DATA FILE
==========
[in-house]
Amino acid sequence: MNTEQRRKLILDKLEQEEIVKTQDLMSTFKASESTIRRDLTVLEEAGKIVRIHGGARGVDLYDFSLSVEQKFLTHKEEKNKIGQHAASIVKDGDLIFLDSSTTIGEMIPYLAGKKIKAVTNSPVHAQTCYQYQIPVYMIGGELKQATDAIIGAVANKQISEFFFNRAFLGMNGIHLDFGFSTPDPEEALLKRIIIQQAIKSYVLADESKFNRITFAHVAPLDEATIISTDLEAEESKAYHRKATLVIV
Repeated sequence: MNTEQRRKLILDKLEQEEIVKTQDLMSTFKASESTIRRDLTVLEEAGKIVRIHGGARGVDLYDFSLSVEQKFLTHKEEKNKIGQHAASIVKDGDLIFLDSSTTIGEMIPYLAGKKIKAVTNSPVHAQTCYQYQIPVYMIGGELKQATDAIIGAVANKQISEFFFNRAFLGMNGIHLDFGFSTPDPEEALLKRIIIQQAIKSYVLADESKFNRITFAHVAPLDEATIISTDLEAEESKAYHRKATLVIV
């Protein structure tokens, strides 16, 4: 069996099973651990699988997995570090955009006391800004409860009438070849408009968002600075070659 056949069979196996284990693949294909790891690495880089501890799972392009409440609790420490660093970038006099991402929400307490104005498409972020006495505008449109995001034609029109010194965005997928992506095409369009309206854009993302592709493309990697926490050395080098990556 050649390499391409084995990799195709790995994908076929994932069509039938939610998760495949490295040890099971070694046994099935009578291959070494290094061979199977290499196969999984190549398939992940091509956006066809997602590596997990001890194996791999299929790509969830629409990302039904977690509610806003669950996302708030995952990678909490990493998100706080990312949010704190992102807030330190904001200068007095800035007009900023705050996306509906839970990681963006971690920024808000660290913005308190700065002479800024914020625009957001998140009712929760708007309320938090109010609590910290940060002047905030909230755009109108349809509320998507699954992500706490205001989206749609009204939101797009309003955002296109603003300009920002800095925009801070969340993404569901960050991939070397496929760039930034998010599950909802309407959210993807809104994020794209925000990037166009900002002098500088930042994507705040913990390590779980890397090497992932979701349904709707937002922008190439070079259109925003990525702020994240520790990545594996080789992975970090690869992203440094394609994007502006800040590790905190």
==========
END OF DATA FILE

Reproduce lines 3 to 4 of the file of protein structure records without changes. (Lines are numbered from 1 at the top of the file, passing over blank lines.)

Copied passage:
Repeated sequence: MNTEQRRKLILDKLEQEEIVKTQDLMSTFKASESTIRRDLTVLEEAGKIVRIHGGARGVDLYDFSLSVEQKFLTHKEEKNKIGQHAASIVKDGDLIFLDSSTTIGEMIPYLAGKKIKAVTNSPVHAQTCYQYQIPVYMIGGELKQATDAIIGAVANKQISEFFFNRAFLGMNGIHLDFGFSTPDPEEALLKRIIIQQAIKSYVLADESKFNRITFAHVAPLDEATIISTDLEAEESKAYHRKATLVIV
């Protein structure tokens, strides 16, 4: 069996099973651990699988997995570090955009006391800004409860009438070849408009968002600075070659 056949069979196996284990693949294909790891690495880089501890799972392009409440609790420490660093970038006099991402929400307490104005498409972020006495505008449109995001034609029109010194965005997928992506095409369009309206854009993302592709493309990697926490050395080098990556 050649390499391409084995990799195709790995994908076929994932069509039938939610998760495949490295040890099971070694046994099935009578291959070494290094061979199977290499196969999984190549398939992940091509956006066809997602590596997990001890194996791999299929790509969830629409990302039904977690509610806003669950996302708030995952990678909490990493998100706080990312949010704190992102807030330190904001200068007095800035007009900023705050996306509906839970990681963006971690920024808000660290913005308190700065002479800024914020625009957001998140009712929760708007309320938090109010609590910290940060002047905030909230755009109108349809509320998507699954992500706490205001989206749609009204939101797009309003955002296109603003300009920002800095925009801070969340993404569901960050991939070397496929760039930034998010599950909802309407959210993807809104994020794209925000990037166009900002002098500088930042994507705040913990390590779980890397090497992932979701349904709707937002922008190439070079259109925003990525702020994240520790990545594996080789992975970090690869992203440094394609994007502006800040590790905190």